• I have been familiarizing myself with the QSpacerItem when I used it in some other place in my code, however, I mentioned that I'll need to lay out widgets in a floating-point precision, which I am not sure can be achieved using that method.
    I'll try to see if giving up on the precision requirement is possible (I remember trying to use integer precision and it wasn't quite good for me, but I did so many experiments I might be wrong...)


  • Lifetime Qt Champion

    @Absurd
    Hi
    the x,y of a Widgets are ints so not sure QPointF would do you any good.
    Also there is only fixed amount pixels to be placed on anyway.

    you cannot place it like 45.123 pixels in . only 45.

    So i wonder if plain Widgets are the way to go ?


  • Qt Champions 2018

    And how does a user see if the widget starts at 42.2 or 42.3 ? This constraint is not really useful...



  • Fair enough...
    So, I will try to put QSpacerItem wherever the blue arrow appears...

    Thanks for the help!


  • Lifetime Qt Champion

    @Absurd
    Hi, what does the labels represent?



  • @mrjj
    The labels represent "Fields" in a "DWORD" (32-bit Register):

    0_1547224018160_c34650f2-916a-4fbc-abb8-2ed080fa19b1-image.png

    This is what I currently have, unfortunately, what you see in that picture above (Fmt/Type/R etc...) are not labels, but rather a draw created by QPainter::drawText(), and I don't like it being drawn, because when it's a QLabel (instead of a painting) it can be interactive - accept events, emit signals and even display tooltips easily...

    EDIT

    btw, the frame and the "fields markers" in grey are also painted. It was easier to just draw this text while I am drawing the markers.
    Now with the Fields being QLabels, I need to make sure they will be placed exactly between two "fields markers"...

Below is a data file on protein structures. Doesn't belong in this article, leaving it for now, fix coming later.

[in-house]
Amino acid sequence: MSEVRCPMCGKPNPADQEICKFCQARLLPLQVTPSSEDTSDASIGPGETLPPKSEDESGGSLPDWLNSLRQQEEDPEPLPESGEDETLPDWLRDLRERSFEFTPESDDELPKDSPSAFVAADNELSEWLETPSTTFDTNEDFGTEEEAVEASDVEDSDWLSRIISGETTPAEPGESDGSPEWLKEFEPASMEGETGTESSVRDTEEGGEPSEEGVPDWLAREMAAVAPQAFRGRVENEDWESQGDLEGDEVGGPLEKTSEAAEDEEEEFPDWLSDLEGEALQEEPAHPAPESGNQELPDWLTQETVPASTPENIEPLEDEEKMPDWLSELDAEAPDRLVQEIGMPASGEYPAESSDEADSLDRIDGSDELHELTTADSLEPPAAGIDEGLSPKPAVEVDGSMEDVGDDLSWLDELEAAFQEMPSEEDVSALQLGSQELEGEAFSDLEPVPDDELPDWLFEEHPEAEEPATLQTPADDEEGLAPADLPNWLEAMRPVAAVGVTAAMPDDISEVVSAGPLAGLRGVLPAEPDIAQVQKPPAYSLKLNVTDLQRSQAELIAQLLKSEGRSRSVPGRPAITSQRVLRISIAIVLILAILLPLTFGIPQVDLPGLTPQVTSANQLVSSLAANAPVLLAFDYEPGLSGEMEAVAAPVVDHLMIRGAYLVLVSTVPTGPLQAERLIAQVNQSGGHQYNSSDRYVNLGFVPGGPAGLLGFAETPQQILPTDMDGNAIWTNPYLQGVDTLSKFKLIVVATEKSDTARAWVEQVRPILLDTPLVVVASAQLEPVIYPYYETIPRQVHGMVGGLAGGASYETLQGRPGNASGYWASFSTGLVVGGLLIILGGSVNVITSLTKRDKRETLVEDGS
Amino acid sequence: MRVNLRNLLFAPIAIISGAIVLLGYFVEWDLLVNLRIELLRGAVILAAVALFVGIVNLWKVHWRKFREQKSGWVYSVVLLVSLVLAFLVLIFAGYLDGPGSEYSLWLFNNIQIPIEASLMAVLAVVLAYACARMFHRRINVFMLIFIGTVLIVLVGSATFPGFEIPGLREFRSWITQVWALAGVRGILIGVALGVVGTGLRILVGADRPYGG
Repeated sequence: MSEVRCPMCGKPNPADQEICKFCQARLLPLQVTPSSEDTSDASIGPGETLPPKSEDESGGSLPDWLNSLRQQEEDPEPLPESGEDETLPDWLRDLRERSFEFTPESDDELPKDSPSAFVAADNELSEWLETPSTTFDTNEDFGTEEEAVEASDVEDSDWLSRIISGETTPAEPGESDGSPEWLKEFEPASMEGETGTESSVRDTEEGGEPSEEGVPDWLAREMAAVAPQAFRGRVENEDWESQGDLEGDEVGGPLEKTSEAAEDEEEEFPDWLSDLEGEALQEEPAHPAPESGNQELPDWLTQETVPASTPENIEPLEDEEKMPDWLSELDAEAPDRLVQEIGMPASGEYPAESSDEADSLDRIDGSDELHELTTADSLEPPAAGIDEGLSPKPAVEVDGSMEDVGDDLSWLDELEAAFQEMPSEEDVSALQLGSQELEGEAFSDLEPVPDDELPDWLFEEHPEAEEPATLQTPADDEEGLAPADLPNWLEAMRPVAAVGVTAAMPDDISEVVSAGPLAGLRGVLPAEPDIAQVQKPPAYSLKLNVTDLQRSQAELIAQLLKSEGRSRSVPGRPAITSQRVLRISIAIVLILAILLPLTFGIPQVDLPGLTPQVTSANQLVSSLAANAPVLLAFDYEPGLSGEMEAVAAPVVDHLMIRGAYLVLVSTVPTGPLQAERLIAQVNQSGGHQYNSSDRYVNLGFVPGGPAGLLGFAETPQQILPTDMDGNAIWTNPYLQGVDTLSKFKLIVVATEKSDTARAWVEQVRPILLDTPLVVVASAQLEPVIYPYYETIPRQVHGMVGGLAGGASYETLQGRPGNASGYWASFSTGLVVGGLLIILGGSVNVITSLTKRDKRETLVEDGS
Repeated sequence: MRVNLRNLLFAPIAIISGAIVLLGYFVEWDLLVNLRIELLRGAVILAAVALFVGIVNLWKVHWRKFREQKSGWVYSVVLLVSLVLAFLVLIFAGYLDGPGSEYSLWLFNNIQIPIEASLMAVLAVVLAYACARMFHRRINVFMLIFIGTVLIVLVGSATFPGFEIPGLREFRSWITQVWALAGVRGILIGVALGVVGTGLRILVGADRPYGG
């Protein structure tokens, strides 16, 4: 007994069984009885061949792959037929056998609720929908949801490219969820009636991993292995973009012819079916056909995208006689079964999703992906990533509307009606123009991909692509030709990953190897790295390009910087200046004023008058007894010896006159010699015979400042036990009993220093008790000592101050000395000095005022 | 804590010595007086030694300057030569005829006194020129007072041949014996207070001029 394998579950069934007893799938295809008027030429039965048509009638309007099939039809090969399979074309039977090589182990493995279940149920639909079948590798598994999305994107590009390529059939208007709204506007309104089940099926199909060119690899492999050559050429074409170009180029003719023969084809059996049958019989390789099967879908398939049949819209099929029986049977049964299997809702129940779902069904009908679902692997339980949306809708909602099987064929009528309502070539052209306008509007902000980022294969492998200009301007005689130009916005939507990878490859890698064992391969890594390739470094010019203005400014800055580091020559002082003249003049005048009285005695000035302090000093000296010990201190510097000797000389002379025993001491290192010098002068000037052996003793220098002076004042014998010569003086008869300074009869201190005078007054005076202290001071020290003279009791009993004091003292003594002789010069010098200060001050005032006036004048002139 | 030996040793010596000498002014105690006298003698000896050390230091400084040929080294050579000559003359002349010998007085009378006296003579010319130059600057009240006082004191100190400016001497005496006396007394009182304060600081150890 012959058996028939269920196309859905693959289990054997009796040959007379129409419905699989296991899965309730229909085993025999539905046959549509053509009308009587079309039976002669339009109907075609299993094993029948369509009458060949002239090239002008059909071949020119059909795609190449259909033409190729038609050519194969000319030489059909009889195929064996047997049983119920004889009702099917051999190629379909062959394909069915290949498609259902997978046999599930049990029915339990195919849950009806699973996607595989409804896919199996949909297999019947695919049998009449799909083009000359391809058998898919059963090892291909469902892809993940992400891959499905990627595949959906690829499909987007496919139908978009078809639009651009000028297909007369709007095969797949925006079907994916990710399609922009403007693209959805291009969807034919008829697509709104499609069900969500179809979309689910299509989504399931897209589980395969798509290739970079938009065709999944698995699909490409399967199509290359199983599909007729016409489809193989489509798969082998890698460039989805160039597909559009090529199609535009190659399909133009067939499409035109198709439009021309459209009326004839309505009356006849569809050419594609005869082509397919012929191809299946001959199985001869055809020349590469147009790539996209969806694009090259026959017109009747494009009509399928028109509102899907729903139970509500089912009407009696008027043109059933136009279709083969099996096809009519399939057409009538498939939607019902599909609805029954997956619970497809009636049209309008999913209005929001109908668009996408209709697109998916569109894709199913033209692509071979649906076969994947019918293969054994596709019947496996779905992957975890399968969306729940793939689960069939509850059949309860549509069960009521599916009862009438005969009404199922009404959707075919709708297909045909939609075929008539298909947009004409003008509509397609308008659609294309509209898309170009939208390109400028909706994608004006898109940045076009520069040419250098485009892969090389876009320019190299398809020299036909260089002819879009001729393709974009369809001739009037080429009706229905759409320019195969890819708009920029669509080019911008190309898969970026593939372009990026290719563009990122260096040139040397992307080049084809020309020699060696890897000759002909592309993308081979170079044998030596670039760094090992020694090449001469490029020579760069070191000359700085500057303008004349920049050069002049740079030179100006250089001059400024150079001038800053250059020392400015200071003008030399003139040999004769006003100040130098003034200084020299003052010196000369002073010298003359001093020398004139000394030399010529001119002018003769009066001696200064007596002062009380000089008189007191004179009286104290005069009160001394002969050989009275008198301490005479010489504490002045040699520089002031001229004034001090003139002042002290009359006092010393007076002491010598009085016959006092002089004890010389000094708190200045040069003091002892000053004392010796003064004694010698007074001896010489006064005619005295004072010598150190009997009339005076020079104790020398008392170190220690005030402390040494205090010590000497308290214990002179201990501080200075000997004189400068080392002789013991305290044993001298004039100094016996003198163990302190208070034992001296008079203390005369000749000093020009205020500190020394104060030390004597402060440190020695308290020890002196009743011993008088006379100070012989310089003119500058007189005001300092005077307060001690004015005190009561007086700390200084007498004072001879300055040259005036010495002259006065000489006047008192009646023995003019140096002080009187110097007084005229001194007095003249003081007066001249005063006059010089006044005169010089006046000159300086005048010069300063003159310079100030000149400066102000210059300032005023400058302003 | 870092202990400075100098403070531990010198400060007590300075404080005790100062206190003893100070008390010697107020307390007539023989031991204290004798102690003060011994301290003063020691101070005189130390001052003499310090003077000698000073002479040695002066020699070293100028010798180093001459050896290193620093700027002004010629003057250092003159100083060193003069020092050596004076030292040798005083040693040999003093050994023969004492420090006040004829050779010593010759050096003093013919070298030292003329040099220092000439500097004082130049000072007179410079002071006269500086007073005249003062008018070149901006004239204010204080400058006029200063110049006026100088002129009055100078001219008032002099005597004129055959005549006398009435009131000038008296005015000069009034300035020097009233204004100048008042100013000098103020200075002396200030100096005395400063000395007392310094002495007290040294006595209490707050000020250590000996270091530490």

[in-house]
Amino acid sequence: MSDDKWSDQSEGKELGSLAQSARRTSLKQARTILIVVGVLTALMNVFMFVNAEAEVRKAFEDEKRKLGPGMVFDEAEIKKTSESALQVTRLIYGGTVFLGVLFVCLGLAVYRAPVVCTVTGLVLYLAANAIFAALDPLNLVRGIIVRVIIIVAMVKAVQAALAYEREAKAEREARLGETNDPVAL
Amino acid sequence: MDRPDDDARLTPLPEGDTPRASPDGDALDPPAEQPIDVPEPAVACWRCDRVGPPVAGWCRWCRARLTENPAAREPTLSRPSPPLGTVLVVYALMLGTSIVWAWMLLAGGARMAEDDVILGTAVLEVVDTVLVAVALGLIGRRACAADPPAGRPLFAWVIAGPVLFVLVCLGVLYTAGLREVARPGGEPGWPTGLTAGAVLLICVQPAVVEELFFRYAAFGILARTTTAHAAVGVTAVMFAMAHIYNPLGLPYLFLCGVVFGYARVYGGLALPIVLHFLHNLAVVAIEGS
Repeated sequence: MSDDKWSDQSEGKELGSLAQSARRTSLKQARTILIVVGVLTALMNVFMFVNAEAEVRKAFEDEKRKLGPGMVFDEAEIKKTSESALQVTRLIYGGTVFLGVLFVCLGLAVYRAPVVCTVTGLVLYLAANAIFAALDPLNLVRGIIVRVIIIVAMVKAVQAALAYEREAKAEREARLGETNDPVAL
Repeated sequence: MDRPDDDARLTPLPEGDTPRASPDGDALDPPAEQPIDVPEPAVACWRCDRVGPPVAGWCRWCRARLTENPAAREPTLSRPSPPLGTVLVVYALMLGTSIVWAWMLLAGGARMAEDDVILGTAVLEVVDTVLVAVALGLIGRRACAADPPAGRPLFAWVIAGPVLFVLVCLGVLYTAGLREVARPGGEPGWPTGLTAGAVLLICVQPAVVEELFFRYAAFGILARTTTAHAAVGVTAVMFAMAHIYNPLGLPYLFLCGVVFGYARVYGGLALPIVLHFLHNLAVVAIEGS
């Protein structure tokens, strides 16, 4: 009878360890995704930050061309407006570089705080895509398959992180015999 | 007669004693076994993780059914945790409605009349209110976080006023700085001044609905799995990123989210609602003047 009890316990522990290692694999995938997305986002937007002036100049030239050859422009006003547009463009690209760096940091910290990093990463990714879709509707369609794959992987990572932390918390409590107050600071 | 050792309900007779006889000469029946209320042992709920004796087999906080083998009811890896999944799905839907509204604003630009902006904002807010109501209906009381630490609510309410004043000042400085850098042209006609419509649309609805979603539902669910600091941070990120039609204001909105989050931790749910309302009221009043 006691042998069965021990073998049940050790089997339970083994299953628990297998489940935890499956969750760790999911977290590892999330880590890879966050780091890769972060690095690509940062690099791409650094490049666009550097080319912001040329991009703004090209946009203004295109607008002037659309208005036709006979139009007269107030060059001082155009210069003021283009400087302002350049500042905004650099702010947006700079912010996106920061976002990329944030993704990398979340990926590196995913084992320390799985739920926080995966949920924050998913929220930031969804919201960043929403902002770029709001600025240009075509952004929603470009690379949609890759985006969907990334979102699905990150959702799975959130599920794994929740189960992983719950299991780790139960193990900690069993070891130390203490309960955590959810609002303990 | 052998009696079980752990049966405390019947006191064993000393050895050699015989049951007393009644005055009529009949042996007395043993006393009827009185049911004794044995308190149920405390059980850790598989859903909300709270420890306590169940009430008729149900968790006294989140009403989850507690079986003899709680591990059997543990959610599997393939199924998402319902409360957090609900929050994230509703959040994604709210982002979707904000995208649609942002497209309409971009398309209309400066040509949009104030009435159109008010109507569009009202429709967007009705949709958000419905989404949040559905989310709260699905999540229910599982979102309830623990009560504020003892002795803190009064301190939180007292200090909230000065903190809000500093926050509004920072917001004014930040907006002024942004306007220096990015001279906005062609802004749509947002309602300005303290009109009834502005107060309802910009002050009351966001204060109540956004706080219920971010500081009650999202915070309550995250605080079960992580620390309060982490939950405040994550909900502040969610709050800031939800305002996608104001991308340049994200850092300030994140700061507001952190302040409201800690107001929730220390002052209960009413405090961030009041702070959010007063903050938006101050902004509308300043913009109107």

• As it turns out - using QSpacerItem for this task is not so trivial, at least not to me...
    At this point, you probably figured out what I am trying to do.

    I have a DWORD (which is actually a LineEdit - a subclass of QLineEdit), of width W points.
    The DWORD's "Fields Layout" (not to be confused with Qt's Layout Managers) is a QVector describing the breakdown of the DWORD:

    typedef std::pair<QString, int> Field;
    typedef QVector<Field> FieldsLayout;
    

    Where the QString is the name of the Field, and int is its bit-size.

    Assume that an instance of FieldsLayout always sums up to 32. In other words:

    // let 'fieldsLayout' be an instance of FieldsLayout
    int sum = 0;
    for (int i = 0; i < fieldsLayout.size() i++) sum += fieldsLayout[i].second;
    assert(sum == 32); // this assertion never fails
    

    Now suppose 'labels' is an instance of QVector<QLabel*>:

    QVector<QLabel*> labels;
    for (int i = 0; i < fieldsLayout.size() i++) labels.push_back(new QLabel(fieldsLayout[i].first))
    

    Given the above, my goal is to have labels[i] span over fieldsLayout[i].second * W/32 points, and be positioned above its corresponding bits in the DWORD.

    Something along the line of:
    0_1547234103380_1b759fc1-8760-4550-b6f9-71d29a7bc6d5-image.png

    Maybe I don't even need QSpacerItems? Maybe all I need is making sure that each QLabel spans over the correct amount of W/32?
    If so, how can that be achieved?

    Please advise.

    Thanks!

    CORRECTION
    I don't want the QLabel to span over the correct amount of W/32 (I just realized it's easy - all I need is to set the QLabel to a fixed size of fieldsLayout[i].second * W/32), but rather I want it to be positioned in the center of the correct amount of W/32:

    0_1547237412241_ba98d0ee-1bd1-4309-8529-72f9449eacc3-image.png

    (The QLabel should take the minimum size it needs to display the text, and to be in the center of fieldsLayout[i].second * W/32 space)